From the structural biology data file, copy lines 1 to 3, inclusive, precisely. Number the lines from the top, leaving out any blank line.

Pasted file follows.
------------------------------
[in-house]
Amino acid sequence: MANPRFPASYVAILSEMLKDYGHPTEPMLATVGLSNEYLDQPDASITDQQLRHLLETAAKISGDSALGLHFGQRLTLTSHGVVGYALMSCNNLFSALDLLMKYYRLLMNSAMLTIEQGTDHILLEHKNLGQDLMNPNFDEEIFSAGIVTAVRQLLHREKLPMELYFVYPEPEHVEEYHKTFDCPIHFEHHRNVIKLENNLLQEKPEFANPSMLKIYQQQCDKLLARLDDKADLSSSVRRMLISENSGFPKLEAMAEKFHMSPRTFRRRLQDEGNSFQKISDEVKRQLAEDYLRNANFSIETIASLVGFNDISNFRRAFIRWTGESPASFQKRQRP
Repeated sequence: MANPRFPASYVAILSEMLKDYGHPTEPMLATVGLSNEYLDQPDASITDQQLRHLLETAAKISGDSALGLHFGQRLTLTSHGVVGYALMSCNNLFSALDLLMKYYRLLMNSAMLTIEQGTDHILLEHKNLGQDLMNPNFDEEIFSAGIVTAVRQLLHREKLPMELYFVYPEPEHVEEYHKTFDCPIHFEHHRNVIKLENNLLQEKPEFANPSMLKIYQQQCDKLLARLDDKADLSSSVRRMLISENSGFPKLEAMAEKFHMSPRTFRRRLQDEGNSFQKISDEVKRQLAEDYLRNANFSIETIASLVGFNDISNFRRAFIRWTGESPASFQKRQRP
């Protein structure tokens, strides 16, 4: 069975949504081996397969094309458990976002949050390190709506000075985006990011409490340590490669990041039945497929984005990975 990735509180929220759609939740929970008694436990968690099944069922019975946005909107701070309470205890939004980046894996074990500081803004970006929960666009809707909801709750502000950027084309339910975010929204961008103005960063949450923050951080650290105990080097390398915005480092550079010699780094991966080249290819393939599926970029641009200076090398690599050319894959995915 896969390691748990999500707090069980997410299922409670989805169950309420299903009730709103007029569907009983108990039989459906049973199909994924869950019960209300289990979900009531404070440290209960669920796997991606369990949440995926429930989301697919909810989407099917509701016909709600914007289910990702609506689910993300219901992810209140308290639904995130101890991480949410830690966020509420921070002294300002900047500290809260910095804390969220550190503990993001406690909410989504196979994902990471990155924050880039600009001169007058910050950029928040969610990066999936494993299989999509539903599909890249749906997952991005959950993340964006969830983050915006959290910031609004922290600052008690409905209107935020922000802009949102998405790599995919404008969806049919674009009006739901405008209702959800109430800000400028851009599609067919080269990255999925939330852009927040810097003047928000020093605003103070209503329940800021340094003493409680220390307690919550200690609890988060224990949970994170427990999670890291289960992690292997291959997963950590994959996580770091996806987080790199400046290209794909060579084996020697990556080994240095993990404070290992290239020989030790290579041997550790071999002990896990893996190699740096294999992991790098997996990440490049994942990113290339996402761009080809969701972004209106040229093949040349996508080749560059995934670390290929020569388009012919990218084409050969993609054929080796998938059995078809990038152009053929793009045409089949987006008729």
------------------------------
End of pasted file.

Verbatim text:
[in-house]
Amino acid sequence: MANPRFPASYVAILSEMLKDYGHPTEPMLATVGLSNEYLDQPDASITDQQLRHLLETAAKISGDSALGLHFGQRLTLTSHGVVGYALMSCNNLFSALDLLMKYYRLLMNSAMLTIEQGTDHILLEHKNLGQDLMNPNFDEEIFSAGIVTAVRQLLHREKLPMELYFVYPEPEHVEEYHKTFDCPIHFEHHRNVIKLENNLLQEKPEFANPSMLKIYQQQCDKLLARLDDKADLSSSVRRMLISENSGFPKLEAMAEKFHMSPRTFRRRLQDEGNSFQKISDEVKRQLAEDYLRNANFSIETIASLVGFNDISNFRRAFIRWTGESPASFQKRQRP
Repeated sequence: MANPRFPASYVAILSEMLKDYGHPTEPMLATVGLSNEYLDQPDASITDQQLRHLLETAAKISGDSALGLHFGQRLTLTSHGVVGYALMSCNNLFSALDLLMKYYRLLMNSAMLTIEQGTDHILLEHKNLGQDLMNPNFDEEIFSAGIVTAVRQLLHREKLPMELYFVYPEPEHVEEYHKTFDCPIHFEHHRNVIKLENNLLQEKPEFANPSMLKIYQQQCDKLLARLDDKADLSSSVRRMLISENSGFPKLEAMAEKFHMSPRTFRRRLQDEGNSFQKISDEVKRQLAEDYLRNANFSIETIASLVGFNDISNFRRAFIRWTGESPASFQKRQRP